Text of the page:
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I don’t think I’m breaking new ground by saying that book publishing is going through a rapid transformation. I’ve learned a lot about traditional publishing after working with Wiley for the past few years on Do More Faster, Venture Deals, Startup Communities, and Startup Life. I’ve also experimented with self-publishing with HyperInk for the book Burning Entrepreneur. And, as I continue to publish books in the Startup Revolution series, you’ll see a lot more experimentation from me, both around the writing and publishing process, as well as with regard to engaging with everyone reading these books.
Recently, I starting pondering what would happen if a book wasn’t simply static content, but an actively-engaging, community-building platform? What if a class could read and share notes, an executive team could collaborate around a book, or a community of readers could interact within the text itself?
I recently found a social reading technology called BookShout!, and, after spending some time with them, think they are addressing a lot of things I want in my current book reading experience. As a result, I’ve launched Startup Communities: Creating an Entrepreneurial Ecosystem in Your City on BookShout!
If you download the book and join the community, you not only get the book, but you can also connect with me, see my notes, invite others to join you, and create robust communities and in-line conversations inside the book.
To help entrepreneurs worldwide, Startup America is also using its full resources to reach out to millions of entrepreneurs so that we can all read the book together. Leaders of Startup America, including Steve Case (the founder of AOL) and Scott Case (the CEO of Startup America) are going to read and share their notes as well.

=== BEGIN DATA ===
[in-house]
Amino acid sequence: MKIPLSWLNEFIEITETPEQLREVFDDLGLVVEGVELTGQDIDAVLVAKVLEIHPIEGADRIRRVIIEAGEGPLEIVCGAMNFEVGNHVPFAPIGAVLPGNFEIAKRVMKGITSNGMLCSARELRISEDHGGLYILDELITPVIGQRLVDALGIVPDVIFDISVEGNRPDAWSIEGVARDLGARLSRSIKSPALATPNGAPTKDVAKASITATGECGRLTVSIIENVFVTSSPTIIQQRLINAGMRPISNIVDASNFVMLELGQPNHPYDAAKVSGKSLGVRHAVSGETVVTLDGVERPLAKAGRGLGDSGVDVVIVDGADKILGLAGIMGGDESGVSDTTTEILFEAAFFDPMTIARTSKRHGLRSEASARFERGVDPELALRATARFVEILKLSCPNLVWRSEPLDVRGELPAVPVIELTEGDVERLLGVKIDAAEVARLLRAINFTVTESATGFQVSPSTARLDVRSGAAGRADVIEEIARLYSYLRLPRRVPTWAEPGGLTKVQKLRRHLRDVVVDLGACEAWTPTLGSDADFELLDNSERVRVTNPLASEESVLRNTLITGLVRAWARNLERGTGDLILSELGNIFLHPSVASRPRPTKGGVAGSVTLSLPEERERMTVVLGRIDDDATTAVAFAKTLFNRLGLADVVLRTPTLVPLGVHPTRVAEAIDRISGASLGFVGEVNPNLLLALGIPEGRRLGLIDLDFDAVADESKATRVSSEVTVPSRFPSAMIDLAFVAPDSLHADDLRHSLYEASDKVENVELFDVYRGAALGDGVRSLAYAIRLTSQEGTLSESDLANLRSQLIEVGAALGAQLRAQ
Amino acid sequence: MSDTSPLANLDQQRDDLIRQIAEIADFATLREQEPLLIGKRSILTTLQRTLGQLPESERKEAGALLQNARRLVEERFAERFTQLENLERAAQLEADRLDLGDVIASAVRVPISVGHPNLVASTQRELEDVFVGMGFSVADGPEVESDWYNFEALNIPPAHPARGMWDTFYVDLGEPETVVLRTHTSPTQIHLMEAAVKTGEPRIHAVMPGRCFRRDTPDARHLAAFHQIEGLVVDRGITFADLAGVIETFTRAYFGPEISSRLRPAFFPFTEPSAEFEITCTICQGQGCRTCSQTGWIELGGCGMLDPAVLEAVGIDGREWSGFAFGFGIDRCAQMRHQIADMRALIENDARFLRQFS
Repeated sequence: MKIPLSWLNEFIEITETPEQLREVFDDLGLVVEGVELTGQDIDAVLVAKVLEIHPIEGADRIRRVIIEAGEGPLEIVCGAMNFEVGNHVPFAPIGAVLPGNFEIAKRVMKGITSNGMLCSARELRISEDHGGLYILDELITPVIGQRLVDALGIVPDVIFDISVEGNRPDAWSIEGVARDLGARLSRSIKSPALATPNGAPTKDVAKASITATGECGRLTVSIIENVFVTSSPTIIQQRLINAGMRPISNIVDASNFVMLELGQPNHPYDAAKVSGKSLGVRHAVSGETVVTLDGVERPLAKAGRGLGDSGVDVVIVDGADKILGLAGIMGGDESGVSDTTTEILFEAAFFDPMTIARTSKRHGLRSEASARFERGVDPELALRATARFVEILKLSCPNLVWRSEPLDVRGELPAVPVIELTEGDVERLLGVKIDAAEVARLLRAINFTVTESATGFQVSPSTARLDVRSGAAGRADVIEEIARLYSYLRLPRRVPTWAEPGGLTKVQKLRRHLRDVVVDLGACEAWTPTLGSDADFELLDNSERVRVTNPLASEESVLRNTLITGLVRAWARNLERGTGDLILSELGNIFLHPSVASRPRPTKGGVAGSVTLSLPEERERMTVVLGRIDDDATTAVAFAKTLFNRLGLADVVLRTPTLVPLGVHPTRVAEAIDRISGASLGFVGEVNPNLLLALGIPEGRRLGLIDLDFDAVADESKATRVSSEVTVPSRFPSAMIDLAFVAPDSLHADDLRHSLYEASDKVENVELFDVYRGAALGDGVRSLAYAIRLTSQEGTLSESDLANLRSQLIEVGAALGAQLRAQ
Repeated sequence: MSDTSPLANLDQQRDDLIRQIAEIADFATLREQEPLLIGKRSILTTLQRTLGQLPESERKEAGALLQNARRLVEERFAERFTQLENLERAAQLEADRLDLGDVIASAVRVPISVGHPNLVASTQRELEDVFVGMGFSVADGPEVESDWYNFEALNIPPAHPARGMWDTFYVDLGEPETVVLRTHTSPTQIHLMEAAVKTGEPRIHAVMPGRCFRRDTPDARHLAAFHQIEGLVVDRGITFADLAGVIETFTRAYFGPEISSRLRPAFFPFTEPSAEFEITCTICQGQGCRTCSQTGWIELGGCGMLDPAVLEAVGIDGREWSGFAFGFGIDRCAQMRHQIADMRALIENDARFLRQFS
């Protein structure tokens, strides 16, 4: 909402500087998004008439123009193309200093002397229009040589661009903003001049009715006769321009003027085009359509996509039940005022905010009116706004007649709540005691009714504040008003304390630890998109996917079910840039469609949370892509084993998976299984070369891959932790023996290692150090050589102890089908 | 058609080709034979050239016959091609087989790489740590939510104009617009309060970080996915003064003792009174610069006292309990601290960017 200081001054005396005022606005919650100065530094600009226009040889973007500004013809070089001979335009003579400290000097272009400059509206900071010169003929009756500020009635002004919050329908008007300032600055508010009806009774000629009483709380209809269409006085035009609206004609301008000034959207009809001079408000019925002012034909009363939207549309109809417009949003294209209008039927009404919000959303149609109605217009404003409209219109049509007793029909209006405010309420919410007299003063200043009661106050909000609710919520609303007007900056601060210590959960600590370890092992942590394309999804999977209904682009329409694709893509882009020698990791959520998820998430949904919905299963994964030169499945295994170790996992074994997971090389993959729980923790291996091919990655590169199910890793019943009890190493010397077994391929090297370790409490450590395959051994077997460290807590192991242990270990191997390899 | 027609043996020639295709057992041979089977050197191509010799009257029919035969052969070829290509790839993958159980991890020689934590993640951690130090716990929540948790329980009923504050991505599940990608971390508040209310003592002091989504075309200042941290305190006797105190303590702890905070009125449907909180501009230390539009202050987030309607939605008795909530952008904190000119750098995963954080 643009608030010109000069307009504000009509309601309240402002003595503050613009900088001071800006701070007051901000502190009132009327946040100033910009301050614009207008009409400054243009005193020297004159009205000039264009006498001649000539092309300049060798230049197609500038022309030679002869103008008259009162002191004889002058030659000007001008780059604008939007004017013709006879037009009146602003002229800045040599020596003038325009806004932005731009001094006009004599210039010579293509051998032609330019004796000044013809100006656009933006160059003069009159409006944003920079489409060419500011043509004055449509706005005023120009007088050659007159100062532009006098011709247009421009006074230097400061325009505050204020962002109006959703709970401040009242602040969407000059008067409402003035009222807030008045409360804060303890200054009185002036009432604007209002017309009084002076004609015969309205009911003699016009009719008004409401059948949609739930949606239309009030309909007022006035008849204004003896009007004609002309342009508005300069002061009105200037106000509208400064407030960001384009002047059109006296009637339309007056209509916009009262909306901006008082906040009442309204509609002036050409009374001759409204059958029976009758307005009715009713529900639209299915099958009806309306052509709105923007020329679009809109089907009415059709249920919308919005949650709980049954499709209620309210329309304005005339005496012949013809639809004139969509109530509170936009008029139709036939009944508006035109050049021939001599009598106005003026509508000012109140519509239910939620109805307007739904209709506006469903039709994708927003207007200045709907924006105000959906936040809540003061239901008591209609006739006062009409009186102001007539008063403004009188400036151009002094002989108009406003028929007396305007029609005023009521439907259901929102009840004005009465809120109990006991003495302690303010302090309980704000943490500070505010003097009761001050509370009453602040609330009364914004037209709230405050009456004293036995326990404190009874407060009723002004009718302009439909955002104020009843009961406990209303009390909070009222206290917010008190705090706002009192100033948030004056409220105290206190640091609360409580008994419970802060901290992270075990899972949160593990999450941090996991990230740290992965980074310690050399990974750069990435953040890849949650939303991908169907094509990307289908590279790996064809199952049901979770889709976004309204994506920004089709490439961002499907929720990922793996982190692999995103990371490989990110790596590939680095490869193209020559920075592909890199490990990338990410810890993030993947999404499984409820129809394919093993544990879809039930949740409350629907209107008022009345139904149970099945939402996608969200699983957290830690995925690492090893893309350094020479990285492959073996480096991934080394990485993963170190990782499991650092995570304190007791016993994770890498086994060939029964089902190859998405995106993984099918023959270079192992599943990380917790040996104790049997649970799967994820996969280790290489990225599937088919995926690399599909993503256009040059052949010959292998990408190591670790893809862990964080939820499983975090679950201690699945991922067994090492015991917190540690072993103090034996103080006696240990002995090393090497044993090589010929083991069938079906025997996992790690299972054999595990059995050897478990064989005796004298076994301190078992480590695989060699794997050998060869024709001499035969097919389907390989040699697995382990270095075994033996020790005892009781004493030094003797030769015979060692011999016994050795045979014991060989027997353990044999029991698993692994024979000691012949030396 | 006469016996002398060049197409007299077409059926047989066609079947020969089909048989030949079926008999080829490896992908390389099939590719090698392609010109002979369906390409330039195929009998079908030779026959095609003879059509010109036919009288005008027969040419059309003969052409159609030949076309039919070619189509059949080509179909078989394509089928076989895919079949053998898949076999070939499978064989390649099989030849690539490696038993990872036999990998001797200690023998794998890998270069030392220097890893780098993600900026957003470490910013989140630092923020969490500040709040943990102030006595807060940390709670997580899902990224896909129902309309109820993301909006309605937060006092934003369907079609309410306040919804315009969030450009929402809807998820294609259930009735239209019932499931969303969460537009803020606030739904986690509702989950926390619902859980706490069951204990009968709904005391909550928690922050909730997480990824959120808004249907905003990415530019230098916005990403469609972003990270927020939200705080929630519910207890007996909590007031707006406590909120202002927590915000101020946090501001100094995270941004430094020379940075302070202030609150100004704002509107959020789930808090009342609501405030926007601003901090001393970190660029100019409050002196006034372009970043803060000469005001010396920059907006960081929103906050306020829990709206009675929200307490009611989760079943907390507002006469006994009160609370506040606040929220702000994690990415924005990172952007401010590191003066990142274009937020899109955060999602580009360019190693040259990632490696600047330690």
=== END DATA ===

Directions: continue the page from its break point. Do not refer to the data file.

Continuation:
We listen to music together and go to movies together – now we can read books together. I hope you’ll join me, participate, and give me feedback on what you think.
SPECIAL OFFER: Thanks to BookShout! and Startup America, I’m giving away 250 free digital copies of Startup Communities on BookShout! The first 250 people to create an account at Bookshout.com and send an email to firstname.lastname@example.org will get a copy. All I ask in return is that you make notes on areas that help you, invite others, and engage with me, give me feedback on what you think.
When I wrote Startup Communities, my mission was to provide a framework for building a thriving entrepreneurial ecosystem in any city in the world. I am excited to announce that I have partnered with Cojourneo to take this mission to the next level by launching a free online workshop for Startup Communities.
By participating in this workshop, you’ll receive exclusive videos I created that expand on the content in the book. You’ll also be able to interact with me directly via “Office Hours” and “Ask the Guide.” Even more importantly, you’ll actually begin the process of building startup communities by connecting and collaborating with fellow entrepreneurs near you and taking steps together towards making this book a reality in your city.
I’m very excited about this partnership with Cojourneo. Their mission, ”help people to help people,” is at the heart of this book and what entrepreneurship is really about. So, if you’re interested in building (or growing) a startup community in your city, I encourage you to register today for the workshop before it fills up.